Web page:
On a sleigh trip to the area around Kristiana, he saw mountains and frozen waterfalls. This offered potential, but these sites remained largely inaccessible by train or sleigh. Given that Monet could not ski, his options were limited. There was no masking his frustration: “I may suddenly take the path back to France, having no taste for a country that I cannot paint”.
But after a couple of weeks, Monet’s stepson Jacques took him to Sandvika—just an hour’s journey away—and here he finally found the motifs he wanted to paint. He stayed at Bjørnegaard guesthouse, owned by Jenny Bjørnson, who had been married to Bjørn Bjørnson, son of the poet Bjørnstjerne Bjørnson.Monet loved the place and was treated as a celebrity. He stayed for five weeks, painting 13 pictures of Mount Kolsaas, five pictures on the ice outside Sandvika, and four pictures of Løkke bridge in the center of Sandvika. He wrote: “I believe I have truly found it”.
Yet he was still faced with troublesome weather conditions. The dramatic light changes were difficult to capture on several canvases at the same time, as he had done with more ease for his Haystacks and Rouen Cathedralseries, not to mention the infuriating effect of sudden mild weather and snowmelt. “The wondrous sight of snow on a fir tree,” he wrote, could disappear with “one hour of sun or a little wind”. He remained determined, however, sledding out to his painting locations, Jacques in tow with tools and canvases. As he wrote to Alice: “It will have to be very cold before I start to freeze”.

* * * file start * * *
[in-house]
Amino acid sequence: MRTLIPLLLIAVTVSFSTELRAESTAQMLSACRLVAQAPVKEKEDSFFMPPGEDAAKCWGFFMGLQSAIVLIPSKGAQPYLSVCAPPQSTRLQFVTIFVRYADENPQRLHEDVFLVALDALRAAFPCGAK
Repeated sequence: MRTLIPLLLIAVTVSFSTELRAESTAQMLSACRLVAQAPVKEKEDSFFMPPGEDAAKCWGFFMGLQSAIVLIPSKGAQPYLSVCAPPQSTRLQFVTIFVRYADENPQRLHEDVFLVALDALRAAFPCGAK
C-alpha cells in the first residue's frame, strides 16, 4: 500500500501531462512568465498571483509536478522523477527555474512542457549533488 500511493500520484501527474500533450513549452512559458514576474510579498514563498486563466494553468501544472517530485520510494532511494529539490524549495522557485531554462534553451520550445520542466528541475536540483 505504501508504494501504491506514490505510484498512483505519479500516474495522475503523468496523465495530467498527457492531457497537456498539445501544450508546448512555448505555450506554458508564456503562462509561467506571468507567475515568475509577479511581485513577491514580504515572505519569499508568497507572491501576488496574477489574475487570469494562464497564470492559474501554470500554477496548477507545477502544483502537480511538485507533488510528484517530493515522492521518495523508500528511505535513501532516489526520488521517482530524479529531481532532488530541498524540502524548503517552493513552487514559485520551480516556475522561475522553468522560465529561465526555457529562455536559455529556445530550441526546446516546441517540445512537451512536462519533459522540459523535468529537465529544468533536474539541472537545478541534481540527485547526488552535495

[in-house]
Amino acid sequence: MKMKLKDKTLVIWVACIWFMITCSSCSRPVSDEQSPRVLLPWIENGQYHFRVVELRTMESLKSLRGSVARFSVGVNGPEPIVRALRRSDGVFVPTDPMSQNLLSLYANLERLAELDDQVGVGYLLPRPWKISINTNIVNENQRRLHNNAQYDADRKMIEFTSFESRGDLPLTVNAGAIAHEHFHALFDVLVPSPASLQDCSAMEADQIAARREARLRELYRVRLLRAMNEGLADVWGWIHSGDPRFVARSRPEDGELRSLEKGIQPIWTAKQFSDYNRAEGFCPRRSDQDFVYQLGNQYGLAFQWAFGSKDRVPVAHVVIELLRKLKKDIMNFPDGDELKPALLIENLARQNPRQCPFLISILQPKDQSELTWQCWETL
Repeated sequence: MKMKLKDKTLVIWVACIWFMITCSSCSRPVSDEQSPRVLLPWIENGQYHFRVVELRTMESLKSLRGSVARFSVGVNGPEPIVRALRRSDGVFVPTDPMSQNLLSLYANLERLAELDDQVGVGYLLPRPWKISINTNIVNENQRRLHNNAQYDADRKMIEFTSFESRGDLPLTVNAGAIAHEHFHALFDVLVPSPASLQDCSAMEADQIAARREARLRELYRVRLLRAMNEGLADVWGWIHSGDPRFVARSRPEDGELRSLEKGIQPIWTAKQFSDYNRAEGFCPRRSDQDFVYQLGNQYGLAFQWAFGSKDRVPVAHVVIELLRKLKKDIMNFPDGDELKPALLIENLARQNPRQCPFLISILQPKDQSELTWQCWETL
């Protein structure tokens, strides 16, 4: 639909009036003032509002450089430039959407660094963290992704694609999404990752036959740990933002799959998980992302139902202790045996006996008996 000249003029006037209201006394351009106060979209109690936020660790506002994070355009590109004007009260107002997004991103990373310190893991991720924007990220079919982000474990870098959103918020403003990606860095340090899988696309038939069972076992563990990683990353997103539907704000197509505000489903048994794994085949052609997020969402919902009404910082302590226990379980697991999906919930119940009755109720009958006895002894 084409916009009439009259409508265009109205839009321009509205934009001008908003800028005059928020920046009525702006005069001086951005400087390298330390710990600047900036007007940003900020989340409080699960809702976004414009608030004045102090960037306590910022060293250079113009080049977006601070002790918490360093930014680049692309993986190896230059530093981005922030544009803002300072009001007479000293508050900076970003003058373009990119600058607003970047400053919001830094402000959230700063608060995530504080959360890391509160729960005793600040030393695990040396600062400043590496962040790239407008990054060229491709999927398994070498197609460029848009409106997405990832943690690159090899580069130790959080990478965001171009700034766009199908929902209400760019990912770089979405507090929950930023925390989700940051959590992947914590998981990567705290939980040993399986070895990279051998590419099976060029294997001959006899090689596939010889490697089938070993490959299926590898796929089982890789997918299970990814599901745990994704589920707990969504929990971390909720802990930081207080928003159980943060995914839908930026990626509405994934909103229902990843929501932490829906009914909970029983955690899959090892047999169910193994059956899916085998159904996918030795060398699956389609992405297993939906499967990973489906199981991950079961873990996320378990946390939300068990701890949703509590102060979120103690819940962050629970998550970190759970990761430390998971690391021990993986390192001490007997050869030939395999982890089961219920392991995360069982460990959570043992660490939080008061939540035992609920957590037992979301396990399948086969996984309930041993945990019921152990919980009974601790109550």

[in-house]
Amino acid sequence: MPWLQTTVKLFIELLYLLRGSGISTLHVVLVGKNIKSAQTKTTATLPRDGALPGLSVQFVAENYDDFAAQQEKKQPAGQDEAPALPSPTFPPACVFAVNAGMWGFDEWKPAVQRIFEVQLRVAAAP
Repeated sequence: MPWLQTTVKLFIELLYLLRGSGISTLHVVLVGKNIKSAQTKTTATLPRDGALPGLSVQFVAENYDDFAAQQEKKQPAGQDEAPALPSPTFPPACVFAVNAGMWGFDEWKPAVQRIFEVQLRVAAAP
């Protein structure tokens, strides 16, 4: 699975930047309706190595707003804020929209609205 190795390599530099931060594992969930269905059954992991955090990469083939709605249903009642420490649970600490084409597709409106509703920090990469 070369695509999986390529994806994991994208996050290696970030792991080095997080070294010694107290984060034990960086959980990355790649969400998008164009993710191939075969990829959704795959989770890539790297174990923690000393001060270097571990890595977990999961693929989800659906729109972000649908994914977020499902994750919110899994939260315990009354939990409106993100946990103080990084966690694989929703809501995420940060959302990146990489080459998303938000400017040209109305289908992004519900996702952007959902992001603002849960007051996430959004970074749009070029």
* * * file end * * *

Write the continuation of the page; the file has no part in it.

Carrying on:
As Monet became more comfortable in his surroundings, he also began to enjoy watching people ski and was excited by sleighing. He was a spectator at the Holmenkoll ski race in February. However, none of his Norway pictures show a single figure. Although excited by the jostling crowds at the race, his artistic focus remained on representing the changing light, air, and temperature of his surroundings.
On 1 March, Monet wrote home: “I am at work on a view of Sandvika, which looks like a Japanese village, I am also doing a mountain that one can see from anywhere here and that makes me think of Fuji-Yama”. Japanese prints were well known to Monet, who owned several of Hokusai’s prints at home in Giverny, from his seriesThirty-Six Views of Mount Fuji (c1830–32).
Although Monet had never been to Fuji-Yama, let alone Japan, comparison underlines his belief that the Japanese lived close to nature, like the Norwegians. His scenes from Norway show clear parallels to the so-called Ukiyo-estyle of Japanese prints, which showed natural and coastal scenes in different tidal and light conditions. Looking at his paintings of Sandvika, nestled between the curve of snow, Mount Kolsaas rising in the background and rectangular, snowy roofs of thick-stroked white paint, there are certainly similarities with Japanese compositions such as Hiroshige’s Kanbora, Evening Snow (1833–34).